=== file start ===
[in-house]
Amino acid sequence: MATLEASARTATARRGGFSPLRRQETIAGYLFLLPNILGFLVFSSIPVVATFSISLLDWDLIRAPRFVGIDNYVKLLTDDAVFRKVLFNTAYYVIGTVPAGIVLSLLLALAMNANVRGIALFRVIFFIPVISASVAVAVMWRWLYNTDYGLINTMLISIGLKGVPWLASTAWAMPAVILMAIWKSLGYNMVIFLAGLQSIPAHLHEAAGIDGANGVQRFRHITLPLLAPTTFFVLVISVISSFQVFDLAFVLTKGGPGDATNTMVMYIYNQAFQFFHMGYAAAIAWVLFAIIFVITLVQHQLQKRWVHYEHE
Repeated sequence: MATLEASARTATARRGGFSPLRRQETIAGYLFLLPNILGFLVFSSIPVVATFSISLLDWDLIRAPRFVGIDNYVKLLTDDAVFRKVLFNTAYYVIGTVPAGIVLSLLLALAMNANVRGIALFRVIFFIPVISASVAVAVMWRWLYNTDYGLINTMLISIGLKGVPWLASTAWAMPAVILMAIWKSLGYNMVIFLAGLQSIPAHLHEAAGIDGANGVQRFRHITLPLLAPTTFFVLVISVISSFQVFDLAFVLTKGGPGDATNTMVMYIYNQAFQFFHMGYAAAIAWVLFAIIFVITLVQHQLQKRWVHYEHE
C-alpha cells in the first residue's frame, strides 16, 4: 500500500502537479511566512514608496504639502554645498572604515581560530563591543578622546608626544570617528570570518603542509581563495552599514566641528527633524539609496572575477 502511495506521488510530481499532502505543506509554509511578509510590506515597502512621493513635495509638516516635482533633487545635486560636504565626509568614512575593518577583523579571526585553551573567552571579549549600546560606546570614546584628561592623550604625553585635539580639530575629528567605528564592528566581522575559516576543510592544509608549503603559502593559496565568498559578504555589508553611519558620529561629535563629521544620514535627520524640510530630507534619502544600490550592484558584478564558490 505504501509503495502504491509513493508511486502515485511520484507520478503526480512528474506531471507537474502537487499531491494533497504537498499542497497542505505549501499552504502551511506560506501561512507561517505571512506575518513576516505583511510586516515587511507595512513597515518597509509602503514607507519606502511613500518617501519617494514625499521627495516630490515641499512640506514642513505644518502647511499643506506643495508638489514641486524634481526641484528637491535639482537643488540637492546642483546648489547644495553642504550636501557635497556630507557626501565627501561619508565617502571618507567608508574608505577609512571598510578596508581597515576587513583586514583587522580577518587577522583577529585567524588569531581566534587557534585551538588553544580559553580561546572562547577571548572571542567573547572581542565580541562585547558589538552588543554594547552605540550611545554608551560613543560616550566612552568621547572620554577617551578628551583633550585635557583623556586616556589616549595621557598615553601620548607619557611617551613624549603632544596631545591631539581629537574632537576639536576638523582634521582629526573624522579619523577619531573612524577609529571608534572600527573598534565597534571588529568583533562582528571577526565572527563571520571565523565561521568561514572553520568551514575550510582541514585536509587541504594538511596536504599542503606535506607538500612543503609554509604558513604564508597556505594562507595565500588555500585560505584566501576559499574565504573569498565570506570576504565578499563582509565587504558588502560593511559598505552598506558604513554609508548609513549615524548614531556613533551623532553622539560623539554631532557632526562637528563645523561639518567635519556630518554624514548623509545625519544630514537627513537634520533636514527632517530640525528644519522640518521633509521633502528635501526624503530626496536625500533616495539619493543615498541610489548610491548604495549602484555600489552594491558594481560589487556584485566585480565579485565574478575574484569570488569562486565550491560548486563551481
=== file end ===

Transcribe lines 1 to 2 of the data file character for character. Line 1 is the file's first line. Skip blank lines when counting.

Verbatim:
[in-house]
Amino acid sequence: MATLEASARTATARRGGFSPLRRQETIAGYLFLLPNILGFLVFSSIPVVATFSISLLDWDLIRAPRFVGIDNYVKLLTDDAVFRKVLFNTAYYVIGTVPAGIVLSLLLALAMNANVRGIALFRVIFFIPVISASVAVAVMWRWLYNTDYGLINTMLISIGLKGVPWLASTAWAMPAVILMAIWKSLGYNMVIFLAGLQSIPAHLHEAAGIDGANGVQRFRHITLPLLAPTTFFVLVISVISSFQVFDLAFVLTKGGPGDATNTMVMYIYNQAFQFFHMGYAAAIAWVLFAIIFVITLVQHQLQKRWVHYEHE